It’s a great mix – history, diligence and loyal chefs who stick around to concoct the same great dishes day in and out. But Ravi has also had the fortune to be singled out for free publicity that money would be hard pressed to buy. This is why Waheed, who looks after marketing the restaurant, says his work is relatively easy.

“There’s really no need for us to pay for advertising, PR or marketing, when people are giving us that for free. For instance, I thought I’d set up a Facebook page to promote the restaurant, and realized that someone had already set up a fan page!”

Why has Ravi been singled out for such attention? Surely there are other restaurants as good? Waheed says that a kind universe, God’s grace and his dad’s hard work have all had something to do with it. “We’ve been very lucky. But it’s also my dad looking over everything. He has a tremendous work ethic, and takes very few days off, if at all. He’s here every single day.”
Ravi has not just endured, but spawned a host of clones seeking to emulate its success. Many restaurants across the city now have “Ravi” in their name, followed by a suffix of choice.

“Ravi can’t be copyrighted,” says Waheed. “It’s a river running through the Punjab that goes past Lahore. But we’re trying to make sure our branding remains distinct so our audience doesn’t get confused.”

Ravi has now expanded its operations, with two other branches. One is in Al Nahda, Qusais and the other in Karama. Waheed manages the Karama branch in its entirety. Both branches are doing well, Waheed says, but it’s difficult to match the traffic at the venerable original.
Waheed says he wants to expand further. But his father is still old school, and prefers the measured approach.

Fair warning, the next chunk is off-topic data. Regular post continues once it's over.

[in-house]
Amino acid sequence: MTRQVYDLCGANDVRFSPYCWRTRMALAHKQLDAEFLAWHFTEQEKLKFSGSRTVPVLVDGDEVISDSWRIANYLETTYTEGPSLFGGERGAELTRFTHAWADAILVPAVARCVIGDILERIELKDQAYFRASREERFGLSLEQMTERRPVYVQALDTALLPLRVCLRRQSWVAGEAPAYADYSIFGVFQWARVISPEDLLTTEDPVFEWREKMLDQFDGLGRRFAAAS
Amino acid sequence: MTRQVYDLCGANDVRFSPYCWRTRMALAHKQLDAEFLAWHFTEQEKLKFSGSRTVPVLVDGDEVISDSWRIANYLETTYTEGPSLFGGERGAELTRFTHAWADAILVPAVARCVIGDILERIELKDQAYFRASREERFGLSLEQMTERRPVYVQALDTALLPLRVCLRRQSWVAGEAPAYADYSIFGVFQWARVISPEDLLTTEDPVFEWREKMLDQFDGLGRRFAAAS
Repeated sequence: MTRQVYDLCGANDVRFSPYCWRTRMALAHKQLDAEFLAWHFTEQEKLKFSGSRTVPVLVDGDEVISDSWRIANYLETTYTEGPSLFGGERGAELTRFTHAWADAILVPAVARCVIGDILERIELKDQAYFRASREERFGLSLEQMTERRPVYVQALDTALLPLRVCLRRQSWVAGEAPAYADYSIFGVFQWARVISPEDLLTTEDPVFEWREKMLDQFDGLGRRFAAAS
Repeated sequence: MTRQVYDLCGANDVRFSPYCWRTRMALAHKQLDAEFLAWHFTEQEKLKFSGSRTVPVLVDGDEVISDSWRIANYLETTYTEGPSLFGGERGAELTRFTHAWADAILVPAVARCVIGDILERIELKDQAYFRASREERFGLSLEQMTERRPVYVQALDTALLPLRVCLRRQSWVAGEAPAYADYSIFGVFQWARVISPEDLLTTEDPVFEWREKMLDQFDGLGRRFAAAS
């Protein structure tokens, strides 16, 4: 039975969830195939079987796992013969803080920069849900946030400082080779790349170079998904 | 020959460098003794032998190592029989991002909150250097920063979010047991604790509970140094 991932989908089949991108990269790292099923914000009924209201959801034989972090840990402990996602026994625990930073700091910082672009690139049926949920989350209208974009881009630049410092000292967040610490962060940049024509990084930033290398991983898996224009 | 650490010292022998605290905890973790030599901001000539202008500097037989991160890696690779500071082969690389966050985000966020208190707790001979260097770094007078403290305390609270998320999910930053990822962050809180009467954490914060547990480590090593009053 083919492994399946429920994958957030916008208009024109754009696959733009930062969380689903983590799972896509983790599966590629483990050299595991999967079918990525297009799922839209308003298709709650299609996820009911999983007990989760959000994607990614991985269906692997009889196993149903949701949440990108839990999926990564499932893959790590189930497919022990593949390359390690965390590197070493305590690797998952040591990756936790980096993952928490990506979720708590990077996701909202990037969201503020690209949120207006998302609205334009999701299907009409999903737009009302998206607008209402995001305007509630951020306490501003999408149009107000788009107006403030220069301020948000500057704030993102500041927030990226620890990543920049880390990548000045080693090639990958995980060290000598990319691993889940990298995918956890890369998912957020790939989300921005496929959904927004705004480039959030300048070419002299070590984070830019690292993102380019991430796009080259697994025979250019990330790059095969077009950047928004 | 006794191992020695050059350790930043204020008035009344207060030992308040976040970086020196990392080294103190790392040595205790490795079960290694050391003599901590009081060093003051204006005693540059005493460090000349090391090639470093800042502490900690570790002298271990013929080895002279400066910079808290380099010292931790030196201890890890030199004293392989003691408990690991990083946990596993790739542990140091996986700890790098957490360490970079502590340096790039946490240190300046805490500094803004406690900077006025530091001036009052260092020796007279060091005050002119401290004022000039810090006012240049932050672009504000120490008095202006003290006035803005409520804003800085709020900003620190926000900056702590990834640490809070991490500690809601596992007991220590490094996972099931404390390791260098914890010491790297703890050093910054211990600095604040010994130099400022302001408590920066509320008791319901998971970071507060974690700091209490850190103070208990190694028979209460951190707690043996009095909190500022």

“We’ve been offered partnerships and franchise opportunities many a time, but my dad doesn’t want that. This restaurant is like his child, and he wants to retain control. We’re now looking for new locations, particularly in Deira.”

Waheed is also searching for suitable spaces in new Dubai areas like Tecom, JLT and the Marina, but isn’t entirely convinced. “The issue with new Dubai is that a lot of those areas are quite residential. What I want is that bazaar feel, with a lot of traffic,” he said.
But what about malls? “I’ve been offered mall deals as well. But all three of our restaurants are standalone. We serve an extensive menu, and need huge kitchen facilities. Our customers aren’t going to accept us reducing the menu by even a single curry, so we’ll need readily available space. We’ve never opened in anything under 3,500 square feet,” he added.
Waheed’s experience in running his own branch of Ravi has seen him approached by friends wanting advice. He says that anyone starting out in the restaurant business must be fully committed.

“This isn’t a nine-to-five job. The first six months, it’s all hands on deck, all the time. Look at my father. He still pulls double shifts, 36 years later,” he said. “That’s the commitment you need. Only then will you understand your restaurant, your clients and your business.”

-As seen on Zawya Business Pulse.